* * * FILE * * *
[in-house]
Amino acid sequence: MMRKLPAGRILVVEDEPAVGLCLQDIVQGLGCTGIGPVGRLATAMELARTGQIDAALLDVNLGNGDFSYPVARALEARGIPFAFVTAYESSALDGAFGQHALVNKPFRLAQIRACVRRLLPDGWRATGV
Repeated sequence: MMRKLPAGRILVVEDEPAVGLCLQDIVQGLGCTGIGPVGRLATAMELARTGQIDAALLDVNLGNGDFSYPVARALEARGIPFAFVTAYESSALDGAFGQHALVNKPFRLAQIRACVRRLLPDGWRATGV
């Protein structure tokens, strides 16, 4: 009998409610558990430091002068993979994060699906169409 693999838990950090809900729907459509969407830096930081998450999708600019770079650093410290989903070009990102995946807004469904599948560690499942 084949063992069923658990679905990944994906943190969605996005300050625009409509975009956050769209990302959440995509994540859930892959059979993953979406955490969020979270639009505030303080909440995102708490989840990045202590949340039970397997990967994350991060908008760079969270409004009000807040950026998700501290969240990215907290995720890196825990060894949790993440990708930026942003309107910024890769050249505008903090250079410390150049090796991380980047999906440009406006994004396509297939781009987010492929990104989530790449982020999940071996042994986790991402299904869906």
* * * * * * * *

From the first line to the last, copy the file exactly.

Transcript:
[in-house]
Amino acid sequence: MMRKLPAGRILVVEDEPAVGLCLQDIVQGLGCTGIGPVGRLATAMELARTGQIDAALLDVNLGNGDFSYPVARALEARGIPFAFVTAYESSALDGAFGQHALVNKPFRLAQIRACVRRLLPDGWRATGV
Repeated sequence: MMRKLPAGRILVVEDEPAVGLCLQDIVQGLGCTGIGPVGRLATAMELARTGQIDAALLDVNLGNGDFSYPVARALEARGIPFAFVTAYESSALDGAFGQHALVNKPFRLAQIRACVRRLLPDGWRATGV
């Protein structure tokens, strides 16, 4: 009998409610558990430091002068993979994060699906169409 693999838990950090809900729907459509969407830096930081998450999708600019770079650093410290989903070009990102995946807004469904599948560690499942 084949063992069923658990679905990944994906943190969605996005300050625009409509975009956050769209990302959440995509994540859930892959059979993953979406955490969020979270639009505030303080909440995102708490989840990045202590949340039970397997990967994350991060908008760079969270409004009000807040950026998700501290969240990215907290995720890196825990060894949790993440990708930026942003309107910024890769050249505008903090250079410390150049090796991380980047999906440009406006994004396509297939781009987010492929990104989530790449982020999940071996042994986790991402299904869906």